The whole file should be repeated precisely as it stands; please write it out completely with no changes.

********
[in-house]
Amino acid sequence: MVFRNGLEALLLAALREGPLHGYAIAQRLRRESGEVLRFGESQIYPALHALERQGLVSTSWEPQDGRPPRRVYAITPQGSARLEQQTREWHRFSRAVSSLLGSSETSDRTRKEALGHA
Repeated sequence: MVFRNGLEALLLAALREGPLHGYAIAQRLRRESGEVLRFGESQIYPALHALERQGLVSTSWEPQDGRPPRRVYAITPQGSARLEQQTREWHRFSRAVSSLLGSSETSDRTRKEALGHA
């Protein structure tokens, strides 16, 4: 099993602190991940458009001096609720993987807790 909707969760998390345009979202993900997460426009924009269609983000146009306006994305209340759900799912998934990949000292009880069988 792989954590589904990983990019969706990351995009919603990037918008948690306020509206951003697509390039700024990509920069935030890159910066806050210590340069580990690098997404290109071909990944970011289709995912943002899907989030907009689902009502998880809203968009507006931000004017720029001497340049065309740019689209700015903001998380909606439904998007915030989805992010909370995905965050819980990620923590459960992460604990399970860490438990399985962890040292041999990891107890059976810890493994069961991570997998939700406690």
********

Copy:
[in-house]
Amino acid sequence: MVFRNGLEALLLAALREGPLHGYAIAQRLRRESGEVLRFGESQIYPALHALERQGLVSTSWEPQDGRPPRRVYAITPQGSARLEQQTREWHRFSRAVSSLLGSSETSDRTRKEALGHA
Repeated sequence: MVFRNGLEALLLAALREGPLHGYAIAQRLRRESGEVLRFGESQIYPALHALERQGLVSTSWEPQDGRPPRRVYAITPQGSARLEQQTREWHRFSRAVSSLLGSSETSDRTRKEALGHA
């Protein structure tokens, strides 16, 4: 099993602190991940458009001096609720993987807790 909707969760998390345009979202993900997460426009924009269609983000146009306006994305209340759900799912998934990949000292009880069988 792989954590589904990983990019969706990351995009919603990037918008948690306020509206951003697509390039700024990509920069935030890159910066806050210590340069580990690098997404290109071909990944970011289709995912943002899907989030907009689902009502998880809203968009507006931000004017720029001497340049065309740019689209700015903001998380909606439904998007915030989805992010909370995905965050819980990620923590459960992460604990399970860490438990399985962890040292041999990891107890059976810890493994069961991570997998939700406690």